California Passes a Bill to Compensate Collegiate Football Players

By: Jared Karten (Correspondent)

Within the National Collegiate Athletic Association (NCAA), California lawmakers have passed a bill that allows players to be compensated for their name, image, and likeability.

The NCAA annual report estimates $1 billion in profits each year. None of the money goes directly to the players who are risking their professional careers every day.

Ellen Staurowsky, a professor of sports management at Drexel University, says the college sports system needs improvement. “The magnitude of support from the California Legislature reflects the growing understanding that the college sports system is broken in its present form,” Staurowsky said.

“The NCAA had decade after decades of opportunity to fashion a business model, a college sports business model, that is appropriate for the 21st Century and at every turn, they’ve failed to do so,” Staurowsky added.

Senior Jeffrey Gerson says that many athletes go to college but they don’t get to live out their dream of becoming a professional athlete. “You see millions of dollars immediately taken away from them. Take Christian Mccaffrey for example; if he had gotten injured in college, he would not have been able to make millions of dollars in the NFL. If he had been getting paid, he would’ve at least had some money to go off,” Gerson said.

senior Aaron Karten says Greg Oden is a great example. “He came out of Ohio State as a top-ranked prospect. Everyone thought he was going to be the next big thing, but he hurt his knee his rookie season” said Karten.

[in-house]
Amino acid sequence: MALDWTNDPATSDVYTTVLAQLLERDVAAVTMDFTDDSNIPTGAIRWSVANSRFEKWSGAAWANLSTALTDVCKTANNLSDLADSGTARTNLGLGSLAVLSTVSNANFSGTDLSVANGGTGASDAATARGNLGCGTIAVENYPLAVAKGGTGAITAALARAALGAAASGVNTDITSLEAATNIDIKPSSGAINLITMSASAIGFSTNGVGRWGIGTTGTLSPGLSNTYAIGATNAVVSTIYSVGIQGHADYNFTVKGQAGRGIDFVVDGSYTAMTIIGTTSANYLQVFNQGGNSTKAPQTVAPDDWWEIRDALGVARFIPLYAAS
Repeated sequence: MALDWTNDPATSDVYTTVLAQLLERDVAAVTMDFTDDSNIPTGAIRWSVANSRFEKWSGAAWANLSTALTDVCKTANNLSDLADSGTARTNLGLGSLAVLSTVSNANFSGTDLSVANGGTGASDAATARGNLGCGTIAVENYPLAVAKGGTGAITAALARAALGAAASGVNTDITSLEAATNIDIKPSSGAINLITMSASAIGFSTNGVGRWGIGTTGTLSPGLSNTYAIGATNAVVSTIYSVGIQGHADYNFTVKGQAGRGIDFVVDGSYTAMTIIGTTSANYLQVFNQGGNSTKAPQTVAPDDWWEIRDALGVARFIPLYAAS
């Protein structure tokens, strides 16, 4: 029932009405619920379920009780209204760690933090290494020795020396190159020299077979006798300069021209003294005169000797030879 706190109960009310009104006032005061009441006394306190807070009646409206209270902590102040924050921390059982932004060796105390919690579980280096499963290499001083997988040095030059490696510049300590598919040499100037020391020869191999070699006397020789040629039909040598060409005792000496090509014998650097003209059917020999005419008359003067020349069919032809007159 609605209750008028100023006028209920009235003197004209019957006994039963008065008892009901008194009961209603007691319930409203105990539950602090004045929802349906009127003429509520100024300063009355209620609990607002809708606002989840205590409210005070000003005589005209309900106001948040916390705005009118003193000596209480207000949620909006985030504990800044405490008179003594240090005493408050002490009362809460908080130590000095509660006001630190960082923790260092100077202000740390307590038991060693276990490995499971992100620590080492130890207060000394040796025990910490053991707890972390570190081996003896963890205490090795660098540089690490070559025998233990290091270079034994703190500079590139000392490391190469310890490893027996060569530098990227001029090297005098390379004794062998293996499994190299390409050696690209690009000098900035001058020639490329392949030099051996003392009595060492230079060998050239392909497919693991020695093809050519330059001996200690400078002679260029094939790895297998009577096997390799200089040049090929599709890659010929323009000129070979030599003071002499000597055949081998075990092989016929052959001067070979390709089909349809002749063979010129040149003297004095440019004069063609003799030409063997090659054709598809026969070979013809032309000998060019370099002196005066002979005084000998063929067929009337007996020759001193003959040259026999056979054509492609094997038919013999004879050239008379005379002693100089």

There are concerns surrounding the fact that California is the only state in the United States where all of the “five-star” athletes will commit. 

Senior Daniel Kravets says there will probably be a big conflict with the recruitment process. “If California is the only state who is paying college athletes, schools in California will get the best athletes in the country,” Kravets said.

“While I believe college athletes should get paid, I don’t think it’s necessarily fair to have just one state have collegiate athletes be paid,” added Kravets.

Senior Johnny Saab says that if California is the only state to make this change, it will be unfair. “I think that once California starts doing this, it will turn into a bigger thing where multiple states are paying their college athletes. I think once more states start paying their athletes, it will eventually turn into the whole country and then hopefully the whole NCAA,” Saab said.

With collegiate football players in California being compensated for their play, we might see something revolutionary happen in the future. However, student-athletes will not be eligible to receive compensation for their play, image, and likeness until January 1, 2023.

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